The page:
Article Metrics


Online attention

Advanced method for high-throughput expression of mutated eukaryotic membrane proteins in Saccharomyces cerevisiae.

DOI: 10.1016/j.bbrc.2008.04.182 DOI Help
PMID: 18474222 PMID Help

Authors: Keisuke Ito (RIKEN SPring-8 Center) , Taishi Sugawara (University of Tokyo) , Mitsumorni Shiroishi (Japan Science and Technology Agency) , Natsuko Tokuda (Kyoto University) , Azusa Kurokawa (The University of Tokyo) , Takeshi Misaka (University of Tokyo) , Hisayoshi Makyio (Japan Science and Technology Agency) , Takami Yurugi-Kobayashi (Japan Science and Technology Agency) , Tatsuro Shimamura (Japan Science and Technology Agency) , Norimichi Nomura (Japan Science and Technology Agency) , Takeshi Murata (Japan Science and Technology Agency; Kyoto University) , Keiko Abe (Japan Science and Technology Agency; Kyoto University) , So Iwata (Japan Science and Technology Agency; Kyoto University; RIKEN Genomic Sciences Center; Imperial College, London;) , Takuya Kobayashi (Japan Science and Technology Agency; Kyoto University)
Co-authored by industrial partner: No

Type: Journal Paper
Journal: Biochemical And Biophysical Research Communications , VOL 371 (4) , PAGES 841-5.

State: Published (Approved)
Published: July 2008

Abstract: Crystallization of eukaryotic membrane proteins is a challenging, iterative process. The protein of interest is often modified in an attempt to improve crystallization and diffraction results. To accelerate this process, we took advantage of a GFP-fusion yeast expression system that uses PCR to direct homologous recombination and gene cloning. We explored the possibility of employing more than one PCR fragment to introduce various mutations in a single step, and found that when up to five PCR fragments were co-transformed into yeast, the recombination frequency was maintained as the number of fragments was increased. All transformants expressed the model membrane protein, while the resulting plasmid from each clone contained the designed mutations only. Thus, we have demonstrated a technique allowing the expression of mutant membrane proteins within 5 days, combining a GFP-fusion expression system and yeast homologous recombination.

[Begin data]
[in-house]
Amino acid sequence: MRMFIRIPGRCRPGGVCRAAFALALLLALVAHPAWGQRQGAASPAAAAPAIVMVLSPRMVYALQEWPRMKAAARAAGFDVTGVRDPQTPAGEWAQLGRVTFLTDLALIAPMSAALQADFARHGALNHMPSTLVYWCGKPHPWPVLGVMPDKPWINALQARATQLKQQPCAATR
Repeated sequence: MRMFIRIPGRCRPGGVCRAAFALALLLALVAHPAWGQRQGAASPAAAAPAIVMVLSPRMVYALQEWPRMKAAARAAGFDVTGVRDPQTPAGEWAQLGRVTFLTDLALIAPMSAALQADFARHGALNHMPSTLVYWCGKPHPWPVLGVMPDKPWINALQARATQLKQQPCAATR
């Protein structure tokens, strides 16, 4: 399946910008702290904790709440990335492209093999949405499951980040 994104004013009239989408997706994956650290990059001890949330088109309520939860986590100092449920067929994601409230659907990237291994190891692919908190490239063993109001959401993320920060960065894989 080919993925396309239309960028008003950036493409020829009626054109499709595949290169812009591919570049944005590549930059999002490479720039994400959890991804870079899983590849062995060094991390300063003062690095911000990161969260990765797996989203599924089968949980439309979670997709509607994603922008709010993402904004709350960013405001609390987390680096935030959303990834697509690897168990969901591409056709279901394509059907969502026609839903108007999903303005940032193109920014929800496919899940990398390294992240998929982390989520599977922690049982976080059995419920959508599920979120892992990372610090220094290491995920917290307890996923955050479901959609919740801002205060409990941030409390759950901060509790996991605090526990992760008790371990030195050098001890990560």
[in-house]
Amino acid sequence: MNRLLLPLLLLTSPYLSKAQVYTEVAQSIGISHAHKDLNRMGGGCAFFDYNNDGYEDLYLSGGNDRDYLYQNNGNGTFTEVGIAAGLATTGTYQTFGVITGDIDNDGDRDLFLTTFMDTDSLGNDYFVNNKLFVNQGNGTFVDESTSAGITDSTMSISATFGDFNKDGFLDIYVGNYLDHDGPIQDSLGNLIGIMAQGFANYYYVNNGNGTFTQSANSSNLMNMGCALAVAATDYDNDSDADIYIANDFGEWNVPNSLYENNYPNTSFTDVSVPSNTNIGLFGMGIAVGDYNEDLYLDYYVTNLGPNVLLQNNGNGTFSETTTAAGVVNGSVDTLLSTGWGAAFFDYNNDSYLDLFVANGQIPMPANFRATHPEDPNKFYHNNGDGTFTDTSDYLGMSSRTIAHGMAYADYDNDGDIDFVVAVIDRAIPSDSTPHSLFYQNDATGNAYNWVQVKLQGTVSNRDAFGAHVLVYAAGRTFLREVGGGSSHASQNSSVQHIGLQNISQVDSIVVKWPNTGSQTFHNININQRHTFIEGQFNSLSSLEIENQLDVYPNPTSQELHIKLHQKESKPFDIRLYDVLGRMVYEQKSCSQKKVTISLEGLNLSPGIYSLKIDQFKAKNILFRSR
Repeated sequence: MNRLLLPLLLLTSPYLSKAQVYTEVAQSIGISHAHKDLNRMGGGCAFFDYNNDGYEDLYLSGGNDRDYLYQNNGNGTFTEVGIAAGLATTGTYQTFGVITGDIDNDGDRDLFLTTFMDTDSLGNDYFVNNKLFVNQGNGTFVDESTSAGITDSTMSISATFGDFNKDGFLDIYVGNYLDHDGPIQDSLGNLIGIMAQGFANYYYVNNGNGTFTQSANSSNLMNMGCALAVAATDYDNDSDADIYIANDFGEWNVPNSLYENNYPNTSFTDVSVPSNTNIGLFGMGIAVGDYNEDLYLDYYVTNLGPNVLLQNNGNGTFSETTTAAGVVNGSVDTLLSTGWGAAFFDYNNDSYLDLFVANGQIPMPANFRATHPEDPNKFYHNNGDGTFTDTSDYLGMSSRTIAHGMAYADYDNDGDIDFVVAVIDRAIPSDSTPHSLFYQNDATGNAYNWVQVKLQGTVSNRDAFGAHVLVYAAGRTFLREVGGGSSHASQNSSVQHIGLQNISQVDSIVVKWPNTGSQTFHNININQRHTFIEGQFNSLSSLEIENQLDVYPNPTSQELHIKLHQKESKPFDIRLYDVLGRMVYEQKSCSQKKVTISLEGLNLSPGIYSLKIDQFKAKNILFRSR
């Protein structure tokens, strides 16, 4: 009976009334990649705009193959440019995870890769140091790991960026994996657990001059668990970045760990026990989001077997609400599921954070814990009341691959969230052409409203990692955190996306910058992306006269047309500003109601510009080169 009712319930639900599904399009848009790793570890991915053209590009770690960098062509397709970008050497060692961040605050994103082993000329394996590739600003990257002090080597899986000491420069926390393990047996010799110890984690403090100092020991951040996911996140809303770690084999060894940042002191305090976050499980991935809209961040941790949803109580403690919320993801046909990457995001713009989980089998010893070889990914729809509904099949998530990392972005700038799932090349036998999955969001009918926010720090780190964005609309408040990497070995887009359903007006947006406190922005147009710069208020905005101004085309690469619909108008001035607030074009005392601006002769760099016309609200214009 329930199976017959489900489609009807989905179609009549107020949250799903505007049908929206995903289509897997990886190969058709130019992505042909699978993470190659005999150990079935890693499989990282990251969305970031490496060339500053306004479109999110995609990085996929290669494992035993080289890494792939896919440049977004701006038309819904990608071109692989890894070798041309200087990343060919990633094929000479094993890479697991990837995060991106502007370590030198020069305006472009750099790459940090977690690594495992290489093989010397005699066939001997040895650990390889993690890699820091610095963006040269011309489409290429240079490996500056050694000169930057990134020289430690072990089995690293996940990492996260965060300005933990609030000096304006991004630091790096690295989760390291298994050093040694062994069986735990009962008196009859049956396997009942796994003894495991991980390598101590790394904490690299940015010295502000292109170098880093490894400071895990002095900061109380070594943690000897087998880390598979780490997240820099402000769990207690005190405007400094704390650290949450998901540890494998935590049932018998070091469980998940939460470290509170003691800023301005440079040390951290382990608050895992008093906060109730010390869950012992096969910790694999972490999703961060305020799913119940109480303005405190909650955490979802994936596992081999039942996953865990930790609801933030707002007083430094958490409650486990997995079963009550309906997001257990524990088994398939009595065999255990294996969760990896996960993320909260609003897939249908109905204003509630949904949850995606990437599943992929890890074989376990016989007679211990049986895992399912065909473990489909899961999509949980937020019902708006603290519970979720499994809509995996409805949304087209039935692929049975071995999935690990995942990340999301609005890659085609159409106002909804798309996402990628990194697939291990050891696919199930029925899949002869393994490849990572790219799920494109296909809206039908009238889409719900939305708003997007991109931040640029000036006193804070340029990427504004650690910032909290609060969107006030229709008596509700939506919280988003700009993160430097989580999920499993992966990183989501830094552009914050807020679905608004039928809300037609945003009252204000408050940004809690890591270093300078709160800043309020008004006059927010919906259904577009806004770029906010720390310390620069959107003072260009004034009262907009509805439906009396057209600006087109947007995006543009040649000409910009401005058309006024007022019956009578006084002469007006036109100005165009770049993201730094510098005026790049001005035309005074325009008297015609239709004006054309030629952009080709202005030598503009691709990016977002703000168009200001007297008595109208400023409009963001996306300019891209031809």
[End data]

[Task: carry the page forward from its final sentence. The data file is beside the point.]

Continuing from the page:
Journal Keywords: High-Throughput; Protein Expression; Site-Directed Mutagenesis; Eukaryotic Membrane Protein; Crystallization; Saccharomyces Cerevisiae; Gfp-Fusion; G Protein-Coupled Receptor; Taste

Diamond Keywords: Fungi

Subject Areas: Biology and Bio-materials, Technique Development

Technical Areas:

Added On: 19/08/2009 23:07

Discipline Tags:

Technique Development - Life Sciences & Biotech Life Sciences & Biotech

Technical Tags: